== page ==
Abstract: Over the last two decades, earnings in the United States increased at the top and at the bottom of the wage distribution but not in the middle - the intensely debated middle class squeeze. At the same time there was a substantial decline of employment in middle-skill production and clerical occupations - so-called job polarization. I study whether job polarization has caused the middle class squeeze. So far little evidence exists about this because the endogenous selection of skills into occupations prevents credible identification of polarization's effect on wages. I solve the selection-bias problem by studying the changes in returns to occupation-specific skills instead of the changes in occupational wages using data over the two cohorts of the National Longitudinal Study of Youth (NLSY). This data features multidimensional and pre-determined test scores, which predict occupational sorting and thus measure relative occupation-specific skills. My estimation equations are derived from the Roy (1951) model over two cross-sections with job polarization amounting to a shift in the occupation-specific skill prices. In line with polarization, I find that a one percentage point higher propensity to enter high- (low-) as opposed to middle-skill occupations is associated with a .29 (.70) percent increase in expected wages over time. I then compute a counterfactual wage distribution using my estimates of the shifts in occupation-specific skill prices and show that it matches the increase at the top of the wage distribution but fails to explain the increase at the bottom. Thus, despite the strong association of job polarization with changes in the returns to occupation-specific skills, there remains room for alternative (e.g. policy related) explanations about the increase in the lower part of the wage distribution.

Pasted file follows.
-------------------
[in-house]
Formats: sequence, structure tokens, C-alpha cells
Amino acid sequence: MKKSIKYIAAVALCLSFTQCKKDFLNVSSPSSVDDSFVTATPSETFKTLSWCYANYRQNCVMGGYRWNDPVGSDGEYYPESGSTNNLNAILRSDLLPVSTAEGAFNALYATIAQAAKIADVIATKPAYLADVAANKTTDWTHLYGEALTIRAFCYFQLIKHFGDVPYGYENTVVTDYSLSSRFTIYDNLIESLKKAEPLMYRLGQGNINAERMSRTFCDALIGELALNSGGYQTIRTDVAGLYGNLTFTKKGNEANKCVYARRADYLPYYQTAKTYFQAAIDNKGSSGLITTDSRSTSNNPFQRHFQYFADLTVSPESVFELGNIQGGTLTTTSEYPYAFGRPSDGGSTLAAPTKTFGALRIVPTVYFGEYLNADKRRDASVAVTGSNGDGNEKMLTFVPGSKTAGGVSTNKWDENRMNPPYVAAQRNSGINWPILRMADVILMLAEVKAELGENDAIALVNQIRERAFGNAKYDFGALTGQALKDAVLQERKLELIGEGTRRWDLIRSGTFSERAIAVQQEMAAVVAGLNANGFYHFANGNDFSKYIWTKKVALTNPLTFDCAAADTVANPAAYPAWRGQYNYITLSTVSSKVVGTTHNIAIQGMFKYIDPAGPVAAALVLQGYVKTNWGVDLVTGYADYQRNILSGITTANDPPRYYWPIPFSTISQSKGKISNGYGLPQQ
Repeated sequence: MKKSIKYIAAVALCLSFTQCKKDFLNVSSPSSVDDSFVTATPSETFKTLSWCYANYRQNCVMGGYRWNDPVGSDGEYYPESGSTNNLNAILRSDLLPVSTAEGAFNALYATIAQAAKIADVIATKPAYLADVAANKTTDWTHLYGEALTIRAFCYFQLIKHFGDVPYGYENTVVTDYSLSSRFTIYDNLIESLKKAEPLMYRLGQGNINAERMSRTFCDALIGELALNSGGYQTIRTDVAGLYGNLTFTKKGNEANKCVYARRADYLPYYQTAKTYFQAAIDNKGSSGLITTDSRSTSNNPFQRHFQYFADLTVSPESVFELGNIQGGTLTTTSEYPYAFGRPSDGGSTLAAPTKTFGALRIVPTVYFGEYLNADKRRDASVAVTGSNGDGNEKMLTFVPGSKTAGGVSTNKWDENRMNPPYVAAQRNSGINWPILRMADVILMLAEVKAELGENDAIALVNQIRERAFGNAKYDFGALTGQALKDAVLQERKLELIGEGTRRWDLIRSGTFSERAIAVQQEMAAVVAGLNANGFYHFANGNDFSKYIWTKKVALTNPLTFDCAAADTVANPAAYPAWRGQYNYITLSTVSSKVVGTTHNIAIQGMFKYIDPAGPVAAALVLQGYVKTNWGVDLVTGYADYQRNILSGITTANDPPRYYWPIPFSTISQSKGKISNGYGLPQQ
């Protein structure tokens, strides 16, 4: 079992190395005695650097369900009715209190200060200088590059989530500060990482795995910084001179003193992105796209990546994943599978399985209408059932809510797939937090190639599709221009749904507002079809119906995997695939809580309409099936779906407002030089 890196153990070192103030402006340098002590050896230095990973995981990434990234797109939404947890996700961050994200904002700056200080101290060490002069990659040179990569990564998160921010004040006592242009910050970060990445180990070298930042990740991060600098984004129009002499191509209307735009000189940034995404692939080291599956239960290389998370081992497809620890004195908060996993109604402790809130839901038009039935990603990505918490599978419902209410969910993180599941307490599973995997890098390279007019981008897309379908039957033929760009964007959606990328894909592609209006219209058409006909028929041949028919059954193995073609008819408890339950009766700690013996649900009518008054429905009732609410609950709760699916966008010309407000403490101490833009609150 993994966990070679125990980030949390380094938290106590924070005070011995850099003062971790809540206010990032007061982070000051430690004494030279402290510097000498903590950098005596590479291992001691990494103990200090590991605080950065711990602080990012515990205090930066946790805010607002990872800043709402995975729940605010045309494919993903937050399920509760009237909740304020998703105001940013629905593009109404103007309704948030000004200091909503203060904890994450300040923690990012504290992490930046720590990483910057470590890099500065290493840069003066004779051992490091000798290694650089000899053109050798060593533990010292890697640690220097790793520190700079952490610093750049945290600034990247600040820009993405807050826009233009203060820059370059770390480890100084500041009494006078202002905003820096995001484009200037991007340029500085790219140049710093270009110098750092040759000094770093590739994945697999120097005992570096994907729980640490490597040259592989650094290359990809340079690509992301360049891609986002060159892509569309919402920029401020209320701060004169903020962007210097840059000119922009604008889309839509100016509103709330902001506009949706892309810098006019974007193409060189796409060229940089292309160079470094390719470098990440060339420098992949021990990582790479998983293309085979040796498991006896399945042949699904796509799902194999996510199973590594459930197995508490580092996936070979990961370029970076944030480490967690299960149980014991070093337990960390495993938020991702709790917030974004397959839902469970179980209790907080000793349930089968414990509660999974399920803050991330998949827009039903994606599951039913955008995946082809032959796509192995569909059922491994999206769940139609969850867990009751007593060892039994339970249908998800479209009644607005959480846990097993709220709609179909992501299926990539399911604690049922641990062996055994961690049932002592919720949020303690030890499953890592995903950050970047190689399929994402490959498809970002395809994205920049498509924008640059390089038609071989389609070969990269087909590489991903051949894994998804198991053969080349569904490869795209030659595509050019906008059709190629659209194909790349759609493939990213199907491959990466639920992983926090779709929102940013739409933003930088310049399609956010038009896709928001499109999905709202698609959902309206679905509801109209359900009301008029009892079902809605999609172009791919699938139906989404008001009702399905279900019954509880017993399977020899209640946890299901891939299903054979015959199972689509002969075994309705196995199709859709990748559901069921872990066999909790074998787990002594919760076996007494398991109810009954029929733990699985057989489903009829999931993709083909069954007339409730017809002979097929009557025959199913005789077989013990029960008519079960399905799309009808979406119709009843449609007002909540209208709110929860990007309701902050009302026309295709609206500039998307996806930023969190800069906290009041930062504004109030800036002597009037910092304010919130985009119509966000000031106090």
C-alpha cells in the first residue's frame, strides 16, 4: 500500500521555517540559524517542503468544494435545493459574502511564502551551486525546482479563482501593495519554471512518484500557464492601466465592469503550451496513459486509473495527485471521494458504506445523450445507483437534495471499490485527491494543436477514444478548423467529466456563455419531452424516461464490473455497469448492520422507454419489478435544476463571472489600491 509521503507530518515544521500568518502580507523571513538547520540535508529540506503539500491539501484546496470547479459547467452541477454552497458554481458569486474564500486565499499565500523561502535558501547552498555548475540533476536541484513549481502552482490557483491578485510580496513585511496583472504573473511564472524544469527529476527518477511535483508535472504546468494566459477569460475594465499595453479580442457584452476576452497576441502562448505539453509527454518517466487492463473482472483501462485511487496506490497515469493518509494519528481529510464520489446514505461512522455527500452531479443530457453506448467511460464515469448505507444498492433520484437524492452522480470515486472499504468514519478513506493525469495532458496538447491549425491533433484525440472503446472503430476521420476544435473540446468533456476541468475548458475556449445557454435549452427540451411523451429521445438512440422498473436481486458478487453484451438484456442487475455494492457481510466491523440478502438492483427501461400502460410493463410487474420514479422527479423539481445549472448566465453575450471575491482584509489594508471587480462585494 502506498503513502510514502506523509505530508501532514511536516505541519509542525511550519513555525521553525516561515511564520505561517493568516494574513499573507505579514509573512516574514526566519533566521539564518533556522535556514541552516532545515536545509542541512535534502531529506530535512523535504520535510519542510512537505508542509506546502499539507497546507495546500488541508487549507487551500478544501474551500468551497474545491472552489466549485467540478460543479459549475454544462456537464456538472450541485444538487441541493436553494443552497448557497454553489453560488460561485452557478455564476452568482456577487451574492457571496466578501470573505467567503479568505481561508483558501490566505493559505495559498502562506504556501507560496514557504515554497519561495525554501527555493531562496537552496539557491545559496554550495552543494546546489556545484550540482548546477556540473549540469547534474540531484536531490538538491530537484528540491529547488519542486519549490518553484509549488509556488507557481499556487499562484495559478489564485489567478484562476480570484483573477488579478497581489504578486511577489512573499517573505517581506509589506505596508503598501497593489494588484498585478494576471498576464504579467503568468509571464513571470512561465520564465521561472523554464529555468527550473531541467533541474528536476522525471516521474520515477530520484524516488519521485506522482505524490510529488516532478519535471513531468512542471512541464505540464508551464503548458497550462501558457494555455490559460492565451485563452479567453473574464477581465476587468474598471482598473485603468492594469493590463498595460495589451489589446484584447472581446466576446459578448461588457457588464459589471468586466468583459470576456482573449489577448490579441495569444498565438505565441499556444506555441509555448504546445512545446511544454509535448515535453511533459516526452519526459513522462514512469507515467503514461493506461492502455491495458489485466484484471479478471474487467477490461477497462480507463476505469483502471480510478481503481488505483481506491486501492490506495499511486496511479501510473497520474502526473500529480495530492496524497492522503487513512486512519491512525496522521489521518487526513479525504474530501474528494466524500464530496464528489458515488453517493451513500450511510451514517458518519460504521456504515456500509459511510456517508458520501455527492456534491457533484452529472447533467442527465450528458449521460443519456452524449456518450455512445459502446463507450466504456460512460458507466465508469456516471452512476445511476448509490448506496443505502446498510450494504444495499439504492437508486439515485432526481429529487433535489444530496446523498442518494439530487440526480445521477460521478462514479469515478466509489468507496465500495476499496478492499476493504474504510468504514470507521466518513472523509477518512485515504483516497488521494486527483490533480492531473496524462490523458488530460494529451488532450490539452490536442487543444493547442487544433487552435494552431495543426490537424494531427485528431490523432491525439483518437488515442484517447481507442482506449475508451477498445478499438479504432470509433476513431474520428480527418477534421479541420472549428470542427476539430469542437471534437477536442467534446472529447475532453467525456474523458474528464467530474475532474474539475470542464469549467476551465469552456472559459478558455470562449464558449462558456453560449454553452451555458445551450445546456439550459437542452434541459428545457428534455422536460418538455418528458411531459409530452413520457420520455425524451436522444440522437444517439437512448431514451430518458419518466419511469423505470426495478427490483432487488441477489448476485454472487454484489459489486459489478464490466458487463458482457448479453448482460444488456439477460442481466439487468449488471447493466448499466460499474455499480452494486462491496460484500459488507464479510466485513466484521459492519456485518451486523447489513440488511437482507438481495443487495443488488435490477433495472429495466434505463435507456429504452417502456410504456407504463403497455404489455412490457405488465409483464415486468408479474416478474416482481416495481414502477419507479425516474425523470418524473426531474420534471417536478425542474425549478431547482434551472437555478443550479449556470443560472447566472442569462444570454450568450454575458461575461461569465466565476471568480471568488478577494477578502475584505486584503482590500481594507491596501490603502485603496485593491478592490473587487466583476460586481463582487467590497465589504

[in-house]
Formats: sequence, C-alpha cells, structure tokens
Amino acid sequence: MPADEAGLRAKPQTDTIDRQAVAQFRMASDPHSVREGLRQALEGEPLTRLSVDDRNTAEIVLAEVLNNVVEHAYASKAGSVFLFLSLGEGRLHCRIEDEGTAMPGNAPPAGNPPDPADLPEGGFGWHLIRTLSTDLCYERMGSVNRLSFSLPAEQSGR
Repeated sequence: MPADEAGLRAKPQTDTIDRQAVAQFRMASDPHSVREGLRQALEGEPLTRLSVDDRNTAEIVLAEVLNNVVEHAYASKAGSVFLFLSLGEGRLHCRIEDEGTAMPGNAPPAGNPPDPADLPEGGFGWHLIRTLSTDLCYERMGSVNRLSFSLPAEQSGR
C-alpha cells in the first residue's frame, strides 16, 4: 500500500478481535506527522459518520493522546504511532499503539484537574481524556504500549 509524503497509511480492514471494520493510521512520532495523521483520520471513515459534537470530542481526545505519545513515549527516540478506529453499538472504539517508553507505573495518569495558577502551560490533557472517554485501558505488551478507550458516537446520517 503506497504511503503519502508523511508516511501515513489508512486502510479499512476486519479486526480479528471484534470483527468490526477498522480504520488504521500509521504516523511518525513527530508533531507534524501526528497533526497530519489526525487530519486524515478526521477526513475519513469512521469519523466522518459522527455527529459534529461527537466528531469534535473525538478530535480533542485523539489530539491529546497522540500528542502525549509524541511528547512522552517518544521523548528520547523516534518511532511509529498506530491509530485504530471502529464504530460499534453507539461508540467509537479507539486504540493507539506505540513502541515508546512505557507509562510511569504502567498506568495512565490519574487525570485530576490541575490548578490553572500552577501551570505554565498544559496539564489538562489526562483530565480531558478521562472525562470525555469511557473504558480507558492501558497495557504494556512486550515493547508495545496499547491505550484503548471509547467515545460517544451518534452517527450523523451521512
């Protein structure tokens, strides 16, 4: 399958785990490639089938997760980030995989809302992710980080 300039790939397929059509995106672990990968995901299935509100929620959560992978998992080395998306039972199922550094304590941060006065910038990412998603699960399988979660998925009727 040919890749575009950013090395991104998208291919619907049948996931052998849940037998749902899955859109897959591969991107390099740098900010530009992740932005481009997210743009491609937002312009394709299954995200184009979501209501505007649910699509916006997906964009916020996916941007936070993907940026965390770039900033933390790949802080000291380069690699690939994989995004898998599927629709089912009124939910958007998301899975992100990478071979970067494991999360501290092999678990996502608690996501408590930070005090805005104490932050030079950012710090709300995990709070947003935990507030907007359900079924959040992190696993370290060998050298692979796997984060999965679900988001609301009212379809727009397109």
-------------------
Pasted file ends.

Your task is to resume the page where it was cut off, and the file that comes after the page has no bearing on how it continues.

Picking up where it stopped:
Keywords: Job polarization, wage inequality, talent allocation, Roy model
    JEL: J21 J23 J24 J31
    Date: 2013–05
    URL: http://d.repec.org/n?u=RePEc:cep:cepdps:dp1215&r=ltv
  7. By: Brant Abbott (University of British Columbia, Canada); Giovanni Gallipoli (University of British Columbia); Costas Meghir (Yale University and NBER, USA; IFS, UK); Giovanni L. Violante (New York University and NBER, USA; CEPR, UK)